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(1956). "The principle that statutes in pari materia should be construed together is merely an extension of the principle that all parts of a statute should be construed together * * *" 2 Sutherland, Statutory Construction (3 rd ed. 1943), § 5205, p. 544, and "each part or section should be construed in connection with every other part or section so as to produce a harmonious whole." Ibid., § 4703, at p. 336.
Section 4-407 of the Uniform Commercial Code (N.J.S. 12 A:4-407) provides that:
"If a payor bank has paid an item over the stop payment order of the drawer or maker or otherwise under circumstances giving a basis for objection by the drawer or maker, to prevent unjust enrichment and only to the extent necessary to prevent loss to the bank by reason of its payment of the item, the payor bank shall be subrogated to the rights
(a) of any holder in due course on the item against the drawer or maker; and
(b) of the payee or any other holder of the item against the drawer or maker either on the item or under the transaction out of which the item arose; and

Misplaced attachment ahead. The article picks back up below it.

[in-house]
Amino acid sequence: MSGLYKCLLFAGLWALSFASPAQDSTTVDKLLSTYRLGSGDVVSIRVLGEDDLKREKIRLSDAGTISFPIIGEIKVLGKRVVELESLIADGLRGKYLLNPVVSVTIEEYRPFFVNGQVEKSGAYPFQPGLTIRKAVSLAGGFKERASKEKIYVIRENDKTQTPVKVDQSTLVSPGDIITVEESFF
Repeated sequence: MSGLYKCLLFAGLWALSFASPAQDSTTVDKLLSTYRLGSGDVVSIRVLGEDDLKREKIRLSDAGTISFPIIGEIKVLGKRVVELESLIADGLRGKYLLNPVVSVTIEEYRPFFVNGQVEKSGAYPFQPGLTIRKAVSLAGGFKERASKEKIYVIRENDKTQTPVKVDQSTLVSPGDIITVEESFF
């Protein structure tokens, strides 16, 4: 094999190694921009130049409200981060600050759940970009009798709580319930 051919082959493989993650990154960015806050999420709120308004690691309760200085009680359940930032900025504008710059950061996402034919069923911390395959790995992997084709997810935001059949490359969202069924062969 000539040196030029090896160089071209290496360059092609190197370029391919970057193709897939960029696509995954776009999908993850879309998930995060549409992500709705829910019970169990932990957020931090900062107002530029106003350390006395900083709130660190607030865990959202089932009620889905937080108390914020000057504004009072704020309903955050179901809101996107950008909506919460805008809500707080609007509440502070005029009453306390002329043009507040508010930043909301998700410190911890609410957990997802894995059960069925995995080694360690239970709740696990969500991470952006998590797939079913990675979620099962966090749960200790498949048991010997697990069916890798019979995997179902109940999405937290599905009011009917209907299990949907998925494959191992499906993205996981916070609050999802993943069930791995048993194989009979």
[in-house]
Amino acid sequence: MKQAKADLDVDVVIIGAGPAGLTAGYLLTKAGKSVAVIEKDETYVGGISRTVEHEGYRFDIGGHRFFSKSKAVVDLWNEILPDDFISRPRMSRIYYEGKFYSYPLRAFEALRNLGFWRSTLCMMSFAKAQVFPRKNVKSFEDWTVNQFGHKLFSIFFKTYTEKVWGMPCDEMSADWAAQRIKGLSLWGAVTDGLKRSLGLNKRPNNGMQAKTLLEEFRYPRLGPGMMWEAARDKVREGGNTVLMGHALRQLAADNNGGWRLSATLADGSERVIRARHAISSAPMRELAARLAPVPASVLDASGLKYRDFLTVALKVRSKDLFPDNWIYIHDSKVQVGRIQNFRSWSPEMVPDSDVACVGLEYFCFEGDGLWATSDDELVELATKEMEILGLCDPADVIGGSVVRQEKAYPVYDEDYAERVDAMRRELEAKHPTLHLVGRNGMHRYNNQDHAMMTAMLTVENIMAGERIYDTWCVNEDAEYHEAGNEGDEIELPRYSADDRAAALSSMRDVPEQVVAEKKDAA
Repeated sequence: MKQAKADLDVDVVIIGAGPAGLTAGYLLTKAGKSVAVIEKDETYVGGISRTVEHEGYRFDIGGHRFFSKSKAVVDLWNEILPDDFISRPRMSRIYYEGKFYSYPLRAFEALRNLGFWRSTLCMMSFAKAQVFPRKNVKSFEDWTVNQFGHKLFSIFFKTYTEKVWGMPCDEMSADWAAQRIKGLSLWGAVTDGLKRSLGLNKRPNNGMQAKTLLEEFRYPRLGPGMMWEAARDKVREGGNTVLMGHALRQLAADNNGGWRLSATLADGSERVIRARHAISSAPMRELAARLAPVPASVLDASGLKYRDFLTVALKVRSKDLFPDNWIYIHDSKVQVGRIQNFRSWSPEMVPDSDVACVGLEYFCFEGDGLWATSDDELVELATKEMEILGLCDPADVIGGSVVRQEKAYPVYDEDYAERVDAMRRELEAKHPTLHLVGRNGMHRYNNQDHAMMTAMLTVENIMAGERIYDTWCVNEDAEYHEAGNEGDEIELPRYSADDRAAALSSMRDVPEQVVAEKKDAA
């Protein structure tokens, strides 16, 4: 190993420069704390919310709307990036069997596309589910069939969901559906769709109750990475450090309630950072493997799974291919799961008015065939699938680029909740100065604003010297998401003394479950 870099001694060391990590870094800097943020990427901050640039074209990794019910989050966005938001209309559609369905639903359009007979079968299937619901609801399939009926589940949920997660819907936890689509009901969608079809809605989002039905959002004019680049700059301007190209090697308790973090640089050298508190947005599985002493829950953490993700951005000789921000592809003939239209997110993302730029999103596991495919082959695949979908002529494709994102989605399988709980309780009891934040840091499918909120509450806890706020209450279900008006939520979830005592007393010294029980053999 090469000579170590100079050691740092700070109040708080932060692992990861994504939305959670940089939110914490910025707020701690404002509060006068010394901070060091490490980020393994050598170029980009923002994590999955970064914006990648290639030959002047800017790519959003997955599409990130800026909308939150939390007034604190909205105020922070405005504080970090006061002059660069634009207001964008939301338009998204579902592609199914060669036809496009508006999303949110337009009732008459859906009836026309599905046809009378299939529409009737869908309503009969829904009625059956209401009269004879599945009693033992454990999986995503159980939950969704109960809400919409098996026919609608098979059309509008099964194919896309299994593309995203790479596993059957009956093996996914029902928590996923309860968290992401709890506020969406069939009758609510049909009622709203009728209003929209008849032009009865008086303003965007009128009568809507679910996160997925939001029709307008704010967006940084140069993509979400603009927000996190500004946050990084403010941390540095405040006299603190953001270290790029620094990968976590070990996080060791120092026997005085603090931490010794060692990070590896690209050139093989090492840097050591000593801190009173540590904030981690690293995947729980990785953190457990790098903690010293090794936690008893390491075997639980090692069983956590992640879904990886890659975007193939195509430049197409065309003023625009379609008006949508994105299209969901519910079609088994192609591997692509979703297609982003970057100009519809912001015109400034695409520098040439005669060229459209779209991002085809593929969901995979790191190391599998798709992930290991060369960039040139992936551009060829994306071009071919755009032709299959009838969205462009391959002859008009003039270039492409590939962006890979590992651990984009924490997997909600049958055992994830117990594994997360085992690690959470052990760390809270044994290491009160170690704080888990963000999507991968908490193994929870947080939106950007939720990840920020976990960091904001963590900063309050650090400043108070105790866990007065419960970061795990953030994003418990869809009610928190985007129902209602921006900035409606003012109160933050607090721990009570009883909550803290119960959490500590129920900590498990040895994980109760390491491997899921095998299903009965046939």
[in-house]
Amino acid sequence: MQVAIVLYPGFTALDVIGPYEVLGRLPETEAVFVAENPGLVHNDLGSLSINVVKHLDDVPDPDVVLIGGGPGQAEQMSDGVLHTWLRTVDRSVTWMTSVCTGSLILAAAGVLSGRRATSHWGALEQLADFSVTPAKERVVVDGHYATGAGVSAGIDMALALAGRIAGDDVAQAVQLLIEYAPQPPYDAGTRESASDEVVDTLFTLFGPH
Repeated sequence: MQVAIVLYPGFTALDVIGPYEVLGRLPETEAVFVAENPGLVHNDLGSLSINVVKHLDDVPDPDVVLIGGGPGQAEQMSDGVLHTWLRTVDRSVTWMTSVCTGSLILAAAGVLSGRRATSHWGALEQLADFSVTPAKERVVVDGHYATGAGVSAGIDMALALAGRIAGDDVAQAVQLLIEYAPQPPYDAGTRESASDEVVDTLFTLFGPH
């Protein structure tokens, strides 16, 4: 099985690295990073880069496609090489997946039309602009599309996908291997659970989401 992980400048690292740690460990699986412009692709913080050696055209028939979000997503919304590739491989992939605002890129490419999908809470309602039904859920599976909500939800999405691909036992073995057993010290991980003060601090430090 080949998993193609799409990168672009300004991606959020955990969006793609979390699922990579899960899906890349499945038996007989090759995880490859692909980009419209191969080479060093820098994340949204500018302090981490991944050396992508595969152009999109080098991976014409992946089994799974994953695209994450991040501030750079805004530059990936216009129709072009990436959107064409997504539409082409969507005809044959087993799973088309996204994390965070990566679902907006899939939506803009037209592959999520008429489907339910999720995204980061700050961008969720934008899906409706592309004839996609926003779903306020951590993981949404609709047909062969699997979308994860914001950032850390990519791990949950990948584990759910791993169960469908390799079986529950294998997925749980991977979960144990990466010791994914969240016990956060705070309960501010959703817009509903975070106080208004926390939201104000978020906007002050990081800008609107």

(c) of the drawer or maker against the payee or any other holder of the item with respect to the transaction out of which the item arose."
This section is broader in scope than the prior subrogation statute, N.J.S.A. 17:9 A -225 (D)(4), which apparently served as its model and was repealed by the enactment of the Uniform Commercial Code, e.g., including within its coverage not only payments made over stop payment orders but also payments made "under circumstances giving a basis for objection by the drawer or maker." See N.J.S. 12 A:10-105 and New Jersey Study Comment 2 under N.J.S.A. 12 A:4-407.
Other sections of the Uniform Commercial Code bearing upon the bank's rights as against all defendants in the present case are sections 1-102, 1-103, 1-201(36), 3-401, 3-418 and 4-403. (N.J.S. 12 A:1-102, 1-103, 1-201(36), 3-401, 3-418 and 4-403).